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Migrants from central and eastern EU Member States access fewer benefits overall than local population

Press Release   •   Dec 10, 2015 13:00 GMT

(Dublin, Ireland): EU mobile citizens from the central and eastern European Member States which joined the EU in 2004 and 2007 (EU10) have a lower take-up of benefits and place a lower burden on public services on the whole than the native population in western European Member States. Overall, EU10 citizens make a positive fiscal contribution to host countries’ economies. This is according to the new report on the ‘Social dimension of intra-EU mobility: Impact on public services’, which examines the take-up of benefits and social services of EU10 citizens in nine host countries – Austria, Denmark, Germany, Ireland, Italy, the Netherlands, Spain, Sweden, and the UK. The report analyses the use of various social services and benefits by intra-EU migrants and shows that the ‘welfare magnet’ hypothesis - that EU mobile citizens are coming from new EU Member States to older Member States in order to access benefits - is essentially untrue.

A significantly lower proportion of EU10 EU mobile citizens are accessing social housing and pensions in host countries than the native population. However, the report highlights that there are certain benefits, such as unemployment or in-work benefits, that EU10 citizens claim more than the native population in most of those countries where such data are available. This is mainly due to the fact that migrant labour is concentrated in sectors such as construction, which were adversely impacted by the economic crisis.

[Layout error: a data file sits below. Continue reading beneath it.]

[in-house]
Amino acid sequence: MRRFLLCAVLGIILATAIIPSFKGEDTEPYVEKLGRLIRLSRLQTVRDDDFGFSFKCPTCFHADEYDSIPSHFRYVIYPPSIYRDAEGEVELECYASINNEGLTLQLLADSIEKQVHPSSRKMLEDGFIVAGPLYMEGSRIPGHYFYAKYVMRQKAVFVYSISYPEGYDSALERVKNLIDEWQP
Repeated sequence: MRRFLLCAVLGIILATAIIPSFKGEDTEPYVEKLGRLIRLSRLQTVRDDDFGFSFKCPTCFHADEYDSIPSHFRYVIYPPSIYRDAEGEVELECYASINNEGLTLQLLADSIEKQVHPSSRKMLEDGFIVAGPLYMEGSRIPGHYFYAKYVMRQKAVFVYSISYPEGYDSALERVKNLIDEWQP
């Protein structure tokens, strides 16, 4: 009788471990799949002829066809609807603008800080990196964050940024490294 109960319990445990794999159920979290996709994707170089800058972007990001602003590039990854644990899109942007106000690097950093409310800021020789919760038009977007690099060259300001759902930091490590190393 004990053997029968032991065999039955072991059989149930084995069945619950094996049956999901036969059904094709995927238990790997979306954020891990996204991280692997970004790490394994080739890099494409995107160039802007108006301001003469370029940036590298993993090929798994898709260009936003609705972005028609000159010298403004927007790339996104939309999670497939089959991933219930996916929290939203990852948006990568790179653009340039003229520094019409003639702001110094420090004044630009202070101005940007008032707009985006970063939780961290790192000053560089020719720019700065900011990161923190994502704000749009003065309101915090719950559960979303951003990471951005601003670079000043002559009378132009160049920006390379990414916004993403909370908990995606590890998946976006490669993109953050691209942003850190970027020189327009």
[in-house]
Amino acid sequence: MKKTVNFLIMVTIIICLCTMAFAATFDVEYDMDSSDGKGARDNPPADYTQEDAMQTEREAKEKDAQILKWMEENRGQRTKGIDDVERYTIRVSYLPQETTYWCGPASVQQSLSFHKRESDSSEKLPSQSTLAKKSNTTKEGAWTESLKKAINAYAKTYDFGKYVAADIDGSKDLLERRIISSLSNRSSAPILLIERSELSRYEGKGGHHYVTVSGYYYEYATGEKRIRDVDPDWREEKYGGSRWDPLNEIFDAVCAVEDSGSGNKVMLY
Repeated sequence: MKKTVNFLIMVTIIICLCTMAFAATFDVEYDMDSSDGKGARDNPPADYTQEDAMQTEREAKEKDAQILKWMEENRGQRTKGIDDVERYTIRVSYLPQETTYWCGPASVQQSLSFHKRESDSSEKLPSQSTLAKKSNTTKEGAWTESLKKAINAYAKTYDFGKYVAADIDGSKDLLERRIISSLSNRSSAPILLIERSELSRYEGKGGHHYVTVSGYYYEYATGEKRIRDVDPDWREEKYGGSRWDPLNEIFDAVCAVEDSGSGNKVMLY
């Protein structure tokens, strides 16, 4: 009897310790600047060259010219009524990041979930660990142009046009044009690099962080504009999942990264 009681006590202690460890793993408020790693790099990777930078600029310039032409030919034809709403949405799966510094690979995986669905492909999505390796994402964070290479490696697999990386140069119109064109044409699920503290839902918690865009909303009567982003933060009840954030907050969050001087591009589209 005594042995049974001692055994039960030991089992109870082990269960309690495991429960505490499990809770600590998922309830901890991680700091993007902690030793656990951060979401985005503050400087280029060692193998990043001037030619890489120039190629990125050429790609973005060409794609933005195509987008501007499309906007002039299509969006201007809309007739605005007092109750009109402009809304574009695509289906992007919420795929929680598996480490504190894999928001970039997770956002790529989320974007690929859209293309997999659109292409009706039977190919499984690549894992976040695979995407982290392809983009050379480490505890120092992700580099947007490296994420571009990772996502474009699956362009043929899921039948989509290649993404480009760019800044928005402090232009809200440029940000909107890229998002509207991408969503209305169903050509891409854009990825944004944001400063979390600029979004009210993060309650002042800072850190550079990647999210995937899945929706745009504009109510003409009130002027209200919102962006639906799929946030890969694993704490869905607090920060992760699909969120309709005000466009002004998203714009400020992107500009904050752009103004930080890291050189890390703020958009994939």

Despite the fact that access to certain employment-related benefits was higher in some countries, this appears to be mainly an immediate consequence of the economic crisis, and the gap between the take-up of unemployment benefits by migrant EU10 citizens and the native population may narrow down or even disappear in the foreseeable future.

The report also shows that the concentration of migrants in some areas has produced unexpected challenges in certain sectors, most notably in compulsory education for younger children. This is because the demographic profile of EU10 migrants is often different than the local population and they are more likely to access particular services. In this regard a greater knowledge and awareness is required among authorities and public service providers of the requirements of EU-migrants. Local authorities should also be adequately trained to apply rules correctly in complying with the fundamental rights of EU citizens.

The report highlights that the welfare dependency of EU mobile workers is reduced when there is successful integration, and more can be done to improve the integration of EU10 migrants. In particular, more should be done by Member States in order to support language learning among migrants. This would not only help unemployed EU mobile workers to find new jobs in their host countries, it would also help to ease any local tensions that migratory shifts may have caused, as well as help to further disprove false perceptions of welfare tourism, which are not based on the facts.

Download the ‘Social dimension of intra-EU mobility’ report here 

Click here for a video interview of Klara Foti, research manager and author of the report, on the main findings of the report

For further information, contact:

The European Foundation for the Improvement of Living and Working conditions (Eurofound) is a tripartite European Union Agency, whose role is to provide knowledge in the area of social and work-related policies. Eurofound was established in 1975 by Council Regulation (EEC) No. 1365/75.

For more information about Eurofound and its work, and free access to all our data and findings, visit our website and follow us on these social media channels: TwitterLinkedInFacebook, and YouTube

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